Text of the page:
We all have rough nights every once in a while, either because of our own sleeping habits, or because of our loveable sleep partner. By the time the sun comes around, we’re groggy and irritable, or hyper (just until we crash). These experiences are frustrating but normal. If they happen often or every night, though, they may be the indications of a sleep disorder.
There are a number of sleep disorders that aren’t commonly known to the general public and oftentimes go undiagnosed. Parasomnias, for example, encompass an entire group of sleep disorders that affect people’s ability to fall asleep, remain asleep, or wake up, and there are several parasomnias that are fairly unknown. Below are 5 Parasomnias you’ve probably never heard about.
This disorder doesn’t apply to people who sneak across the house toward the fridge at 3 a.m. – even if they do so often. A sleep-related eating disorder occurs during non-rapid-eye-movement (NREM) sleep and it affects people while they are still partially or fully asleep and cannot control their actions. During an episode, the disorder may cause the semi-conscious person to consume abnormal combinations of food in substantially large amounts. It is very difficult to wake a person who is experiencing a sleep-related eating disorder episode, and attempting to do so may even result in aggression or resistance. In the morning, the person may not remember the events of the night.
Unlike having sex dreams, which is fairly common, people who suffer from sleep-sex, or sexsomnia, may self-touch or try to be sexually intimate with others unknowingly. During these episodes, the person may be more aggressive, dominant, and uninhibited. Doctors aren’t sure what causes sexsomnia, but there are some factors they believe affect it, such as sleep deprivation, increased stress, and anxiety.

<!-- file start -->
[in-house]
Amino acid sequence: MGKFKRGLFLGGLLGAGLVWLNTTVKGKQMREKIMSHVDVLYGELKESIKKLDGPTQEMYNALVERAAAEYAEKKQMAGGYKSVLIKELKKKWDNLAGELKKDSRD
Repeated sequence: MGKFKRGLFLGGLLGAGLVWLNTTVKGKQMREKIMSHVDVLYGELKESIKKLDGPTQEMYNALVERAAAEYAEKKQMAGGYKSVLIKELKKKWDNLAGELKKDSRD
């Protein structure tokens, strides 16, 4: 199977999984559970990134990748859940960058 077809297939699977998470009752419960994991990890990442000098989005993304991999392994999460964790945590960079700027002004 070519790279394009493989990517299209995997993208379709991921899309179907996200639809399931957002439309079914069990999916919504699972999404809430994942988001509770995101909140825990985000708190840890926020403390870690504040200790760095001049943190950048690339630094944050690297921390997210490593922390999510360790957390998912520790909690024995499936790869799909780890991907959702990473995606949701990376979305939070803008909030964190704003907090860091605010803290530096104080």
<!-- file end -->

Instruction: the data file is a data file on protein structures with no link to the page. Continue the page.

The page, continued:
Common symptoms include:
Fondling or induced foreplay with partner
Behaviors that mimic sexual intercourse
Glassy, vacant eyes during episode
No memory of the event in the morning
Has anyone ever pranked you awake by making an obnoxiously loud, sudden noise over your head? Well, imagine waking up like that all the time. People who suffer from exploding head syndrome hear extremely loud noises when going to sleep or waking up. Some compare the sound to bomb explosions, gunshots, thunder, or fireworks. The episodes are relatively painless and short but they are nonetheless confusing and unnerving.
Think of Catathrenia as a backward snore. Whereas snoring happens during inhalation, people who suffer from catathrenia, or nocturnal groaning, produce a loud groan during exhalation, usually followed by a snort or a sigh. These groans can last up to 30 seconds and can get very loud. Nocturnal groaning doesn’t happen with every exhalation and it usually comes and goes throughout the night in stretches of time, some as long as an hour. There are catathrenia treatments but generally, the disorder doesn’t affect the sleep of those who suffer from it and its cause is unknown.
Most people know of REM sleep as the part of the night where you get deep rest, which is mostly true. REM, or rapid-eye-movement, is typical during REM sleep, as well as irregular breathing, higher blood pressure, and a loss of muscle tone (paralysis). During REM sleep, one’s brain is highly active and often dreams. People who suffer from REM Sleep Behavior Disorder, never fully undergo the muscle tone loss therefore as they may act out their dreams. Dream-enacting behaviors include talking, yelling, punching, kicking, sitting, jumping from bed, arm flailing, and grabbing.
People who suffer from these disorders remain unaware of their actions unless a bed partner or roommate mentions it. For the most part, these parasomnias are treatable and manageable, so it’s important that more people know how to recognize the symptoms, either in themselves or in another. Getting a good night’s rest is essential to living a healthy life, don’t let parasomnias get in the way of that. If you feel that you or someone you know may be suffering from a parasomnia, schedule an appointment to speak to one of our physicians.